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Charlotte Amalie
Saturday, July 2, 2022


Even though more than three months remains in the school year, Department of Education officials are looking ahead to the next. And what they are seeing – and hearing – is that there could be a shortage of teachers to begin the 2000-2001 session.
The predicament of not enough teachers, however, isn’t new. Parents of Charlotte Amalie High School ninth-grade students complained to the governor earlier this year that there was a shortage of at least eight teachers for required subjects, including general science, English, foreign language, industrial arts and math.
Terrence Joseph, insular superintendent of schools on St. Croix, said future staffing needs in his district, which has approximately 1,200 teachers, are not yet clear. But he said the "rumors" he’s heard amongst teachers is that there will be an exodus, especially with early retirement legislation pending in the Senate.
"What we are doing is trying to get a handle on all these things," Joseph said. "We have a lot of people who may retire. A lot of factors are being taken into consideration."
Louise Brown, the DOE’s director of personnel and labor relations, said recently that the average age of teachers in the public school system is 43 years old. Some of those people, she said, will be retiring under the early retirement bill.
Under the bill, for every two people who opt for retirement, only one can be hired.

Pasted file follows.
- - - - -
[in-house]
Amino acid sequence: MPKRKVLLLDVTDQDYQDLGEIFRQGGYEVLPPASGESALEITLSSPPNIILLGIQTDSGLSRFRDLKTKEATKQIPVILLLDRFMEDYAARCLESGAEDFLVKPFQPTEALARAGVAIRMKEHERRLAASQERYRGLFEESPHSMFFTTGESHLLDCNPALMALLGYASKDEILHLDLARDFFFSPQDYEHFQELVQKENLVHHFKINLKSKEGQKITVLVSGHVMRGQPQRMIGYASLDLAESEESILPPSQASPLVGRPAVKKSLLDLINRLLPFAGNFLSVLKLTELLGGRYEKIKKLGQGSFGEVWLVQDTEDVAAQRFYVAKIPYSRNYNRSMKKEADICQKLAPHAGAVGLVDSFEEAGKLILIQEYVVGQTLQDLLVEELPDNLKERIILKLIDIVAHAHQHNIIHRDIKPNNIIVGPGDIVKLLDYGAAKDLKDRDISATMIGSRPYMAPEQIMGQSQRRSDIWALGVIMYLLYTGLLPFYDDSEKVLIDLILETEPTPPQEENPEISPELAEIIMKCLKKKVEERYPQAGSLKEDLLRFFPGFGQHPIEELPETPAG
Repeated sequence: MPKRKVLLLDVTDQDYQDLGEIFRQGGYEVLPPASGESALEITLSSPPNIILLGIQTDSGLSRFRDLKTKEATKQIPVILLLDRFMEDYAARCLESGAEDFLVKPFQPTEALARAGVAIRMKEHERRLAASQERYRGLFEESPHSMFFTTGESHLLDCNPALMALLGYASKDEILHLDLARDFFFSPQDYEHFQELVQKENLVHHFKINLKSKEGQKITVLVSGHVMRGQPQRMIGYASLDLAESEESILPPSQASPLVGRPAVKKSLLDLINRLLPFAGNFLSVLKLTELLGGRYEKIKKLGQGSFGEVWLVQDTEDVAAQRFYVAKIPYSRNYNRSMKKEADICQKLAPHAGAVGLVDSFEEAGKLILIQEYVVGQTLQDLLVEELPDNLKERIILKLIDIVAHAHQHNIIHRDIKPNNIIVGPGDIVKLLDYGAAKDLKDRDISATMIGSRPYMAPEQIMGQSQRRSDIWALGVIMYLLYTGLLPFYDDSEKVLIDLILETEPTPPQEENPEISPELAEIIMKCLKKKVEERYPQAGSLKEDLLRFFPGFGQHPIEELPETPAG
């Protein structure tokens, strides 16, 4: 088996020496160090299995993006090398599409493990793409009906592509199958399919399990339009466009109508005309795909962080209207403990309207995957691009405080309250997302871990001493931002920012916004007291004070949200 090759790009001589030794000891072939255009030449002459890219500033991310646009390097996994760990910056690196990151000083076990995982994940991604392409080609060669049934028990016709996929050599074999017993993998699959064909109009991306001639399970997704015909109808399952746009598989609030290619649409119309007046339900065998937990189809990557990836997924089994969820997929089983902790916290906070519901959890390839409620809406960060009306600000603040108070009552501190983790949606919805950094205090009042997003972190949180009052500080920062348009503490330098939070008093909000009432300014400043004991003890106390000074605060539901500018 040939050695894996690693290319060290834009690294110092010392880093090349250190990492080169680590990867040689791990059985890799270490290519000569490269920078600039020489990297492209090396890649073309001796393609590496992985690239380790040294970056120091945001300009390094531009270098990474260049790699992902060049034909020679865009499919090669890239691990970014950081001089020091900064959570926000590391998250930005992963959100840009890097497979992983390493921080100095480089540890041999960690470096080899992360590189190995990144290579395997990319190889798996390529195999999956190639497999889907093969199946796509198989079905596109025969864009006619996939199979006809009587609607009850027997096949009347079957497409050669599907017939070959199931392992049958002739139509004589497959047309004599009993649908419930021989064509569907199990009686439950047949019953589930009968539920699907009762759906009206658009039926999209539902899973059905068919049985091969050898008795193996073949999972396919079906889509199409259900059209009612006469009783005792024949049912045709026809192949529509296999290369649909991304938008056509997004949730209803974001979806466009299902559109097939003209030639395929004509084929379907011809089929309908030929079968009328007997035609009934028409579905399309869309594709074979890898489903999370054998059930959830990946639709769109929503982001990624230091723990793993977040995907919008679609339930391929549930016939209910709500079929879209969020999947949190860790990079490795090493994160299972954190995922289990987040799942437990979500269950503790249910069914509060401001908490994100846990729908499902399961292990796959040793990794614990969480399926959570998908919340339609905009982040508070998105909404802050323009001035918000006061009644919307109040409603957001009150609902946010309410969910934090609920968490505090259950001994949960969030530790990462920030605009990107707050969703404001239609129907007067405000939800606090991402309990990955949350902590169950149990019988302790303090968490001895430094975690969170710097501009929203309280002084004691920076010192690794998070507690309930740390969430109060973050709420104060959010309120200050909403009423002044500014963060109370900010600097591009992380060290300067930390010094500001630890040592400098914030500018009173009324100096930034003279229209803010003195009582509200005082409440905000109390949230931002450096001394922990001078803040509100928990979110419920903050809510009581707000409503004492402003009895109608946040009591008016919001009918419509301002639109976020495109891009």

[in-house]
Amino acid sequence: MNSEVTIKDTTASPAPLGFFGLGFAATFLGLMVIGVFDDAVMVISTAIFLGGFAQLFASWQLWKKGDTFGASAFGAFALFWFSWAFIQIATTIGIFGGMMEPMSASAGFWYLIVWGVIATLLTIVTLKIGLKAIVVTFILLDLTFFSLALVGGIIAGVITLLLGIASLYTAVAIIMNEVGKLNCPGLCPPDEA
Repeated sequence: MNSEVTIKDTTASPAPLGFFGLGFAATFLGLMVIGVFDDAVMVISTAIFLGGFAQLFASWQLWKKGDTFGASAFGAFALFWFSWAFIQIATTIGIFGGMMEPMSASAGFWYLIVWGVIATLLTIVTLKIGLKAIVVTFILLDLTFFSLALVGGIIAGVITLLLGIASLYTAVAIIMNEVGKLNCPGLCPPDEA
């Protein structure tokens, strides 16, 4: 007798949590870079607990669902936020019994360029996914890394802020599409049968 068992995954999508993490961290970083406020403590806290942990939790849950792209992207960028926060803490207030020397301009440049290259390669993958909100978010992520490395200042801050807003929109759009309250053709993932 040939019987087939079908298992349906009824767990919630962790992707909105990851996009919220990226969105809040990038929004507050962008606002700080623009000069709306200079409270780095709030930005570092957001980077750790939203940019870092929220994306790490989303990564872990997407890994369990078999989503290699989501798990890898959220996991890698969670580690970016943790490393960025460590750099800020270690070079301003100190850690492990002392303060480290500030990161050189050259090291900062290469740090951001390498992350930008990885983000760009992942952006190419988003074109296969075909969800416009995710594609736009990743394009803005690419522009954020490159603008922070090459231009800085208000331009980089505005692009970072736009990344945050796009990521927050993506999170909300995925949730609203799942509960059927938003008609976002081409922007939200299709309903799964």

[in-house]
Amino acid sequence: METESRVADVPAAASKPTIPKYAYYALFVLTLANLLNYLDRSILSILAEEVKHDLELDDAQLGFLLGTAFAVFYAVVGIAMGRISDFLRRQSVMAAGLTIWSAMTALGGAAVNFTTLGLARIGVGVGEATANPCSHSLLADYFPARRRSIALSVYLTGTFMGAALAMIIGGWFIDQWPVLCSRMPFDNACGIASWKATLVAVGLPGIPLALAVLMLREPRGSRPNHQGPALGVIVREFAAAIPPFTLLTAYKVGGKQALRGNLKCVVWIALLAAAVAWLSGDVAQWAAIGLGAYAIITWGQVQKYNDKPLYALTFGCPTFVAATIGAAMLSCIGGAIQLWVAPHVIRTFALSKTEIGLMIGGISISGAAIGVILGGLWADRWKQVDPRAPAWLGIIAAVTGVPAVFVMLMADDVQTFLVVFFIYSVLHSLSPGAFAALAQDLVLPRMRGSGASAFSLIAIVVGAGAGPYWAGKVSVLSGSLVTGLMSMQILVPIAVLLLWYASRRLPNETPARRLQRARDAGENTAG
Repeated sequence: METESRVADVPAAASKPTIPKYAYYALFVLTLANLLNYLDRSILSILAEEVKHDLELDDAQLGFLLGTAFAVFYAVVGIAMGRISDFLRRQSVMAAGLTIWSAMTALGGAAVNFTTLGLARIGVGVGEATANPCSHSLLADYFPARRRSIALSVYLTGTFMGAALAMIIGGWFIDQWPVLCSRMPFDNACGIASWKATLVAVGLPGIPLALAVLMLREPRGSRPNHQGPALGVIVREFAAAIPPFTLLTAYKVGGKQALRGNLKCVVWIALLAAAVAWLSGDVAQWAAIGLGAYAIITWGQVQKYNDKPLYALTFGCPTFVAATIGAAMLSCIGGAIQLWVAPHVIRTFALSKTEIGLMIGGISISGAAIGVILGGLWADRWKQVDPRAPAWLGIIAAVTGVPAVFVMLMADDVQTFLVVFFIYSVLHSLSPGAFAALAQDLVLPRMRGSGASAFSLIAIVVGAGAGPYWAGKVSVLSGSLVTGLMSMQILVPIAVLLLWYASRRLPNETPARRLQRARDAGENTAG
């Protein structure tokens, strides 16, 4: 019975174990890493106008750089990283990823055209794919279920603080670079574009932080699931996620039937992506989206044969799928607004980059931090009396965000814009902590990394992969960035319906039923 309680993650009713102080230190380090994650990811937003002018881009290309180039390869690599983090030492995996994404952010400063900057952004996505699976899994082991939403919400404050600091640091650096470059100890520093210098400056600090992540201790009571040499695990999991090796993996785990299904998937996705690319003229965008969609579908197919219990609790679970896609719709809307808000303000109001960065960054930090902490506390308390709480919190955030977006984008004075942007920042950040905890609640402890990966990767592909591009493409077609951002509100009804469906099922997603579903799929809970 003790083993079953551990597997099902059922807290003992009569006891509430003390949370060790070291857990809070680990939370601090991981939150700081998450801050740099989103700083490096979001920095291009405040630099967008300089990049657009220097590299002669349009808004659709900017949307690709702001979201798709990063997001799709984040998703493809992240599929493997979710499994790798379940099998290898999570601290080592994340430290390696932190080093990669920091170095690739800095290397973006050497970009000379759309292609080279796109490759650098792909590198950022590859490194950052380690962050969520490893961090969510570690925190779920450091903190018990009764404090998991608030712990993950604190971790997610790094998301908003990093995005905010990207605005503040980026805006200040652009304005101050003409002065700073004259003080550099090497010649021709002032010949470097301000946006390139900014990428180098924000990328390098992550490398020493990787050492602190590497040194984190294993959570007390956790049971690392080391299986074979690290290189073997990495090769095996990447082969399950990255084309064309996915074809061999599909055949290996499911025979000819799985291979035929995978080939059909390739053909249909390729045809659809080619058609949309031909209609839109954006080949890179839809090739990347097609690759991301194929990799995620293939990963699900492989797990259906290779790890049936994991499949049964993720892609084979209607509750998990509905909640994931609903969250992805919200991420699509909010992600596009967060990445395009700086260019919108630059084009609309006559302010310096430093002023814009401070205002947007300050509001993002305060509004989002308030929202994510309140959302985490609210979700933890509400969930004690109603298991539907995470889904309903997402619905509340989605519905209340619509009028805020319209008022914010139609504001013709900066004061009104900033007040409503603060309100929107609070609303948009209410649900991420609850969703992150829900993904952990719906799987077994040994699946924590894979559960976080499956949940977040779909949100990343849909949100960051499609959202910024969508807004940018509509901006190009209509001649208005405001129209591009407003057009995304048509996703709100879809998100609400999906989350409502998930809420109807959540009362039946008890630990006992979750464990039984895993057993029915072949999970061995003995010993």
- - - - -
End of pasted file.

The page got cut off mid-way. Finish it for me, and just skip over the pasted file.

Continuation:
"It’s going to be a very difficult situation for the department," Brown said, adding that there are also teachers who may seek employment in other districts on the mainland. Her office is asking teachers to submit a letter of intent to return by April 15. "We’re encouraging them to let us know if they’re going to return."
On the other end of the spectrum, both Joseph and Brown said low starting salaries – in the low $20,000-a-year range — make it difficult to hire new teachers.
"A lot of districts are giving bonuses to come," Joseph said. "They are encouraging them to come. We aren’t doing that, we can’t. We used to offer sun and beaches. We can’t offer just that anymore. You can’t take that to the supermarket."
Joseph said it will take a massive infusion of cash to stem the flow of teachers leaving the territory for greener pastures. Public School teachers are owed step increases dating back to 1995. But even if the government did find money to pay the steps, Brown said that wouldn’t solve the territory’s problem.
"Whether or not teachers get a salary increase, we’re going to have to recruit," she said.
Because of rumors that many teachers won’t be returning to their positions, Joseph said the DOE has no other option but to "put its feelers out" at the upcoming National Minority Recruiting Fair in New York.
"We’re doing our best to ensure that the class rooms are staffed with quality teachers," Brown said.

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